MMA Intrigue: Maurice Smith
“There is no such thing as having enough cardio, there never is. You can always get better in cardio. It’s actually the only thing you can control out there.”
With the UFC recently announcing Smith as the latest entrance into their prestigious Hall of Fame during this year’s international fight week, we give the man known simply as ‘Mo’ the MMA Intrigue treatment.
A Seattle, Washington native, Smith got into martial arts the same way so many boys in the 70s and 80s did; through watching Bruce Lee. Taking up Taekwondo, alongside the obligatory Karate and Wing Chun, Smith eventually found his way to Kickboxing; the sport he would represent so well inside the Octagon.
A 7-0 record as an amateur kickboxer was followed by an entrance into the professional world. Smith lost his first bout, and noticed his lack of stamina was what had cost him the contest. Smith would then train comprehensively to improve his cardio (something he would later be known for after entering the world of MMA). He would later return to beat the man he lost to on his professional debut, Tony Moretti on the route to titles in both the WKC and the WKA.
Whilst over the course of his career Smith would come out second best in most of his big name fights in the world of kickboxing, (losing to the likes of Don ‘The Dragon’ Wilson, Peter Aerts, Rick Roufus and Ernesto Hoost) it was the world of MMA in which he would make his most impactful contributions.
Making his MMA debut in 1993, ‘Mo’ would garner wins over Minoru Suzuki and Conan Silveira during his early career in Pancrase and RINGS, and would eventually enter the UFC in 1997. Smith’s first UFC appearance came for the UFC Heavyweight championship. In an absolutely epic bout that’s well worth checking out for you UFC Fight Pass subscribers, Smith beat Mark ‘The Hammer’ Coleman in a 21 minute battle, not only winning the Heavyweight strap but also 1997 Fight of the Year honours. In a testament to his epic cardio, he’s one of the only fighters in MMA with a victory by ‘exhaustion’ in his first and only title defence against fan favourite ‘Tank’ Abbott at the subsequent UFC pay per view. A notable fact for this fight, it was the first time in UFC history a fighter had registered a successful title defence. God, I miss the 90s.
A long-time training partner of fellow legend Frank Shamrock, the two worked wonders for one another’s careers. Smith, a highly proficient striker, struggled considerably with the ground work in his early MMA career. He was tapped by Suzuki in the rematch, twice by Bas Rutten, by Kiyoshi Tamura and by Shamrock himself. Shamrock, on the other hand, was part of an early MMA super-camp in the Lion’s Den, a camp that focused almost exclusively on skills training. Together (and along with a young Javier Mendez of A.K.A fame) they broke off to form ‘The Alliance’ where Smith would improve Shamrock’s conditioning immeasurably, and Shamrock would arm Smith with the grappling defence he needed to really showcase his striking prowess in the MMA arena.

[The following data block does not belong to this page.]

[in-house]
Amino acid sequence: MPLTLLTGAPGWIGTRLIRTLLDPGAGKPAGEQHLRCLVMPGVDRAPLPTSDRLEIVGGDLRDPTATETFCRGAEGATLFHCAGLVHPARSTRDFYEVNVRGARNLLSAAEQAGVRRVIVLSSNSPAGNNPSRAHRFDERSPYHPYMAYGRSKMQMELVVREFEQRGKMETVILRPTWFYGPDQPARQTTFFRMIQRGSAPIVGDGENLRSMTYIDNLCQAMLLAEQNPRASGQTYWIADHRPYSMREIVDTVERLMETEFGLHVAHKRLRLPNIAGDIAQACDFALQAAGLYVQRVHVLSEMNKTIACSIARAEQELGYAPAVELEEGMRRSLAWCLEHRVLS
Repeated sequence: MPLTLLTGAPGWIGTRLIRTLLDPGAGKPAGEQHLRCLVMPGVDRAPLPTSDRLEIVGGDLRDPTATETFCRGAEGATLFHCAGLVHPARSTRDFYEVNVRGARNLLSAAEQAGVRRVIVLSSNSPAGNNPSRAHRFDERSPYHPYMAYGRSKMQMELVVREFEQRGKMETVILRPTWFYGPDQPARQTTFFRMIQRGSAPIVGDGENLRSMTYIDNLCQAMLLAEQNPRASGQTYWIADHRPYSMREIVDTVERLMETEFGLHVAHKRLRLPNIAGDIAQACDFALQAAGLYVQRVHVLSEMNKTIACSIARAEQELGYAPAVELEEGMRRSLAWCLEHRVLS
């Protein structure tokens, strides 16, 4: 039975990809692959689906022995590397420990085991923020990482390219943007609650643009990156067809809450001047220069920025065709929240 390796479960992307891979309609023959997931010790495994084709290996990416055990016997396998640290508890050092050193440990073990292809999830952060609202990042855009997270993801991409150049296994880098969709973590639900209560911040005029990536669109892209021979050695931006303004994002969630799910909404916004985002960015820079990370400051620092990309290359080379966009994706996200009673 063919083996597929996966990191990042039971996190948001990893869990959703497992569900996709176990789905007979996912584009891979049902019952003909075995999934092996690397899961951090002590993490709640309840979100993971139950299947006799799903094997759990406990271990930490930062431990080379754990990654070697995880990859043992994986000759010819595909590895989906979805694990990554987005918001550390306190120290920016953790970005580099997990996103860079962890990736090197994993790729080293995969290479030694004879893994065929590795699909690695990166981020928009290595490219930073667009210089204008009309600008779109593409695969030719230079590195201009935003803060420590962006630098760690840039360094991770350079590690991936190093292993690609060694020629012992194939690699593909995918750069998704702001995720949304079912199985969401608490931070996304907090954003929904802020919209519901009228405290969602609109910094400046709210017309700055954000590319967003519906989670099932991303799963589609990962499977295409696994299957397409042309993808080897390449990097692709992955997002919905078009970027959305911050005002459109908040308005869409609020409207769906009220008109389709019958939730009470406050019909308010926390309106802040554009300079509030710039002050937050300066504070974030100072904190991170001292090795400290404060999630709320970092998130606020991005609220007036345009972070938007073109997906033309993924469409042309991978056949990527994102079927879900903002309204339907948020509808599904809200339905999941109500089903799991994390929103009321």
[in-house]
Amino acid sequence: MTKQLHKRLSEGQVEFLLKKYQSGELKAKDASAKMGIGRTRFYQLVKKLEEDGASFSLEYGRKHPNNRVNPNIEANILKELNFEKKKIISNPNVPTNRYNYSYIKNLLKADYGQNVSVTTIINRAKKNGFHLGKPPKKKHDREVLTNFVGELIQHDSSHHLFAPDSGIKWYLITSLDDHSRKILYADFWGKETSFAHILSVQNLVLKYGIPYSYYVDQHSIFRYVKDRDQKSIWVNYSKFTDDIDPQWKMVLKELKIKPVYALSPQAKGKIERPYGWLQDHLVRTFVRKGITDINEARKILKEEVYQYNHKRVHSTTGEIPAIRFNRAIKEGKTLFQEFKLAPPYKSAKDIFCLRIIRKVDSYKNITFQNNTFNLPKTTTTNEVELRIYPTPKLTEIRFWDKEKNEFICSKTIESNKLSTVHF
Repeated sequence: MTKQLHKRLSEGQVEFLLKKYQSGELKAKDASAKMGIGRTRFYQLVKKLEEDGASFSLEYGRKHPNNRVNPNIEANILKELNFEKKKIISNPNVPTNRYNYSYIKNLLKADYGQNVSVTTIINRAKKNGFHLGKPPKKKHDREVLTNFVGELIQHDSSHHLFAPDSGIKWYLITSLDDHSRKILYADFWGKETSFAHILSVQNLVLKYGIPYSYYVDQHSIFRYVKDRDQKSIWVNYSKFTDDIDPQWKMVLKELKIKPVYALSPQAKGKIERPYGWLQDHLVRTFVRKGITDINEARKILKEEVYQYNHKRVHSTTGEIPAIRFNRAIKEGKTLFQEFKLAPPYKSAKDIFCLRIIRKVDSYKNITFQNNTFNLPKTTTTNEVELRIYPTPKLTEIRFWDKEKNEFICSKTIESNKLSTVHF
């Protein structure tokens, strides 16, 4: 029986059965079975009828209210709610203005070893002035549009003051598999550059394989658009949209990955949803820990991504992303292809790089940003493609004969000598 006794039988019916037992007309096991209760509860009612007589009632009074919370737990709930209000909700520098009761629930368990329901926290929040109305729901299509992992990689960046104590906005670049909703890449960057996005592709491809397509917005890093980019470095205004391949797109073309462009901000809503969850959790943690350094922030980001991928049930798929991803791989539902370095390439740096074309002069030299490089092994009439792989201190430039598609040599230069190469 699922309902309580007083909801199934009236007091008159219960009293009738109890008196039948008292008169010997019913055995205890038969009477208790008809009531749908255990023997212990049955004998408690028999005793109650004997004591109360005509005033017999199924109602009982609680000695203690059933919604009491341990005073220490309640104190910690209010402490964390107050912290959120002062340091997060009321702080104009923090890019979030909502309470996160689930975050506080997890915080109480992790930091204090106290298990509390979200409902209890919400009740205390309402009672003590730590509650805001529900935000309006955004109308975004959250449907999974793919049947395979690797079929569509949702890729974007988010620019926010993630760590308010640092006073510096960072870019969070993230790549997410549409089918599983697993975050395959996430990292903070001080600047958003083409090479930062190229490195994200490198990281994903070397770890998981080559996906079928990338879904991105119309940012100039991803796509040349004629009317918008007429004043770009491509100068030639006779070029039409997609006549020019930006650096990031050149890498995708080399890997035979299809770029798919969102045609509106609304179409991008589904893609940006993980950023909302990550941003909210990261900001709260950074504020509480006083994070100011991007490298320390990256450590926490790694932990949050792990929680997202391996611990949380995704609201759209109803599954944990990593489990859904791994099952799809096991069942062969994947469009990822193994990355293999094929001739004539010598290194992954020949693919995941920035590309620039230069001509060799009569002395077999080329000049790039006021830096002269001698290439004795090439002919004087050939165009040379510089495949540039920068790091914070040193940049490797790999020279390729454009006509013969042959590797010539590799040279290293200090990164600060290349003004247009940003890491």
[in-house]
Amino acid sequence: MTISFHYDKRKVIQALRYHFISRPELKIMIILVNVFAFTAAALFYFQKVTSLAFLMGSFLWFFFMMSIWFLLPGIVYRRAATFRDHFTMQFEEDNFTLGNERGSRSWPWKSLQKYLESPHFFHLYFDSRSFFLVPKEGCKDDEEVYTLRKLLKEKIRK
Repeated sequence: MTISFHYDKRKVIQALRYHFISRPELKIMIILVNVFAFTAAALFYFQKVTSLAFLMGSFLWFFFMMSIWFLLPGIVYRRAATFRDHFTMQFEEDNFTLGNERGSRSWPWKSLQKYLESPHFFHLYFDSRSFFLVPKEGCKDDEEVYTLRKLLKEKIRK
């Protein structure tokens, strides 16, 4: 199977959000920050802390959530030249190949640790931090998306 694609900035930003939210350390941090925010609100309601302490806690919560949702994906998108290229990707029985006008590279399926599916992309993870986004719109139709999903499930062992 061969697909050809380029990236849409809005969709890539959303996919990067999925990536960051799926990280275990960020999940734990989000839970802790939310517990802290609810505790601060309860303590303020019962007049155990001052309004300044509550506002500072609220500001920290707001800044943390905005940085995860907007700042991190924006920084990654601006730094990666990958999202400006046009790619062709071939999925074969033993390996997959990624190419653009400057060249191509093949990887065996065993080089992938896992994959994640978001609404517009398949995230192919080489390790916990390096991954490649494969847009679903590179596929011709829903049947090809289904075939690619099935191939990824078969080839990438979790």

Maurice would lose his title to Randy Couture in his next bout and would spend the rest of his career back-and-forth between MMA and Kickboxing. Going 3-3 in MMA in 1999 with wins over Marco Ruas and inaugural K-1 World GP Winner Branko Cikatic against losses to Kevin Randleman and Renzo Gracie as he jumped between the UFC, RINGS and Pride. His 2000 loss to Babalu Sobral in the UFC seemed to be the end of Smith’s MMA career until at the age of 45 he would resurface under the IFL banner.
A win over Marco Ruas, followed by an armbar victory over former Kickboxing foe Rick Roufus in Strikeforce came before another hiatus, until a final 1-1 run (culminating at the grand old age of 51!) would, for now at least, see Smith retire for good with a horribly unflattering MMA record of 14-14.
Despite losses in a majority of his major fights across both MMA and Kickboxing, there must be no mistake made, Maurice Smith is a true pioneer of modern day combat sports. With his cardio first philosophy, Smith blazed a trail in MMA before any of us knew who Nick Curson or Marv Marinovich were. In a young sport at the time that preached skills training and hard sparring above all else, Smith showed us a way that vast numbers of elite fighters today, with all of the up-to-date research and evidence, still adopt. In a sport that was being dominated by grapplers, Maurice Smith paved the way for strikers to gain a real foothold in the sport of mixed martial arts, and for that reason, he’s a worthy addition to the UFC Hall of Fame.
images courtesy of mmajunkie.com, cagepotato.com & ufc.tv